Here are a few things I have noticed about gospel-centered testimonies that put God front-and-center.  Continue reading

How Jesus Built the Church

Wooden Doors

When most of us think of Jesus, he is a meek and mild Savior who brings comfort and peace. That’s certainly true of him, but the Gospel of Mark highlight’s Jesus’ authority and power. This is a side of Jesus we easily overlook after years of familiarity with the Bible.

The opening verses (Mark 1:1-13) set the stage for Jesus to walk into the spotlight. Jesus is identified by John the Baptist as the Messiah, the long awaited “chosen one” who was foretold by prophets of centuries past. When Jesus is baptized, God himself speaks and identifies Jesus as “my beloved son.” Immediately after being baptized, Jesus endures temptation in the desert for forty days and nights. These present Jesus as the Messiah who is both God and human. These opening verses highlight that Jesus was always God’s “Plan A.”

Mark 1:15-19 is significant because Jesus’ first words are preserved for us (since Mark was the earliest-written Gospel in the Bible) are these: “The time is fulfilled, and the kingdom of God has come near. Repent and believe the good news!” He identifies himself as the Messiah who has come to bring the kingdom of God, and he welcomes sinners to enter into it through repentance and faith in the gospel. This is Jesus’ mission… and immediately after his mission is announced, he starts to build his Church by recruiting the first disciples.

Mark 1:21-45 highlight Jesus’ authority over demons and sickness. When Jesus is teaching in the temple a demon-possessed man literally cried out for mercy. The crowds begin to flock to Jesus, seeking deliverance and healing. In v.38 the disciples say, “Everyone is looking for you.” But Jesus responds, “Let us go on to the next towns, that I may preach there also, for that is why I came out.” He could have stayed and built a huge ministry-platform, but he rejected the ministry opportunity in order to fulfill his mission. His time had not yet come to be recognized as the Messiah. While the Gospel of Mark was written in the generation after Jesus’ ascension, the gospel was spreading and Christians were being persecuted and Jesus’ authority was the foundation of their perseverance. These verses demonstrate the power and authority of Jesus, and encourage believers to live in faith rather than fear.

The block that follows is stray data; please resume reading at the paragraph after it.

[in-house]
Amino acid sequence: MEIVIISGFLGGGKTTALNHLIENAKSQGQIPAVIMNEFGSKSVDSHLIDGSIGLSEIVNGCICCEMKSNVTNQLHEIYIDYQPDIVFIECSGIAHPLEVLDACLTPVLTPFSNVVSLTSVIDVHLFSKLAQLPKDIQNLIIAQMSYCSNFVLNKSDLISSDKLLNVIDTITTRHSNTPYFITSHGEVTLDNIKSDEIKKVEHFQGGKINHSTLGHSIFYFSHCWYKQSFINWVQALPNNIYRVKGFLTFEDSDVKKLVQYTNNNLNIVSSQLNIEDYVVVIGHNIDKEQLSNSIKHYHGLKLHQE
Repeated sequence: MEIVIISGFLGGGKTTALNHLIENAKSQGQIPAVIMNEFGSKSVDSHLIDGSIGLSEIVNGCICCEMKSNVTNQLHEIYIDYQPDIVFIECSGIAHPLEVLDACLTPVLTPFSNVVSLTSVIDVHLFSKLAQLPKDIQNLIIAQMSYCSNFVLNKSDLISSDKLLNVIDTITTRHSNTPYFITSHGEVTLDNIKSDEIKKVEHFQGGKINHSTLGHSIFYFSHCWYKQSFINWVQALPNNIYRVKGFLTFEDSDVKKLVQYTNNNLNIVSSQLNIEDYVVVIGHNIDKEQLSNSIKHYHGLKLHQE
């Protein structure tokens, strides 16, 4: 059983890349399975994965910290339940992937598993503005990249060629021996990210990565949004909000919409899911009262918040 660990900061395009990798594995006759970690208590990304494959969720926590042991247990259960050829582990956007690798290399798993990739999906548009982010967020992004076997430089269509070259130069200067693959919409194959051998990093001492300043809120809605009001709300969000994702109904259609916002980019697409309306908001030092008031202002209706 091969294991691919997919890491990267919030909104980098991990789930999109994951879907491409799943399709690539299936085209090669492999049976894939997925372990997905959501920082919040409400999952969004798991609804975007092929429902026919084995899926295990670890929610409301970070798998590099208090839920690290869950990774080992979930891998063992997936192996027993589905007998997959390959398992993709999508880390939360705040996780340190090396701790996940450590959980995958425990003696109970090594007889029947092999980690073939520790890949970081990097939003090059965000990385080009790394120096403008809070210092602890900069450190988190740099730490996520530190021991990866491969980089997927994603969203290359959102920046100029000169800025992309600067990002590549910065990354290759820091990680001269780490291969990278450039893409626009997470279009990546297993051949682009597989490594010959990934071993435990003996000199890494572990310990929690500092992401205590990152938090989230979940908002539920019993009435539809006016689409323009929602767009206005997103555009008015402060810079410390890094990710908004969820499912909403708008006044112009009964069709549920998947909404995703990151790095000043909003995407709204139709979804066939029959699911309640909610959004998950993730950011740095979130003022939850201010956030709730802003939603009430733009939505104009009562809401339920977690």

When we look in Mark 1 we see Jesus built his Church through two ministry priorities:

  1. Preaching the good news and inviting sinners to repent
  2. Training disciples

The Great Commission was not something Jesus thought of near the end of his ministry. It was the driving force behind everything he did… that all peoples of the earth would repent and believe in the gospel and become disciples who are “fishers of men.” He would not allow miracles and social ministry to distract him from these two priorities. Obviously, he healed many and performed miracles, but the miracles always led to preaching or proved his authority to say what he said.

Jesus is the savior of those who are desperate and weary from their labors. He also causes demons to shudder and beg for mercy. Jesus brought the kingdom of God, and sinners are invited to enter through repentance and faith in the gospel. Speak the gospel to people with confidence, not embarrasment. Remember the authority of Jesus Christ and confidently proclaim the kingdom of God and invite others to enter in as new disciples, because Jesus continues to build his church through the gospel.

The Proverbs 31 Woman is About Jesus

The description of the “wife of noble character” has always been a picture of biblical womanhood. She is a woman who provides for her family by fearing the Lord, shrewd business leadership, compassion, and tender care. On one hand, this woman is no push-over, and she isn’t a weak-willed subordinate. On the other hand, the “P31 woman” is not simply climbing a corporate ladder (note: this isn’t sexist, I also regularly caution men against ladder-climbing attitudes); she works hard for the sake of her husband and her children and she presses forward each day to provide for her family.

Proverbs 31:10-31 is King Lemuel’s advice to his son about what to look for in a godly wife. To be clear, this article is not written in an attempt to correct a perceived misunderstanding, but to fill out that she is noble and excellent because she is like Jesus. While it’s too far to say “Jesus is the Proverbs 31 woman,” it should be clear that we see Jesus through her description.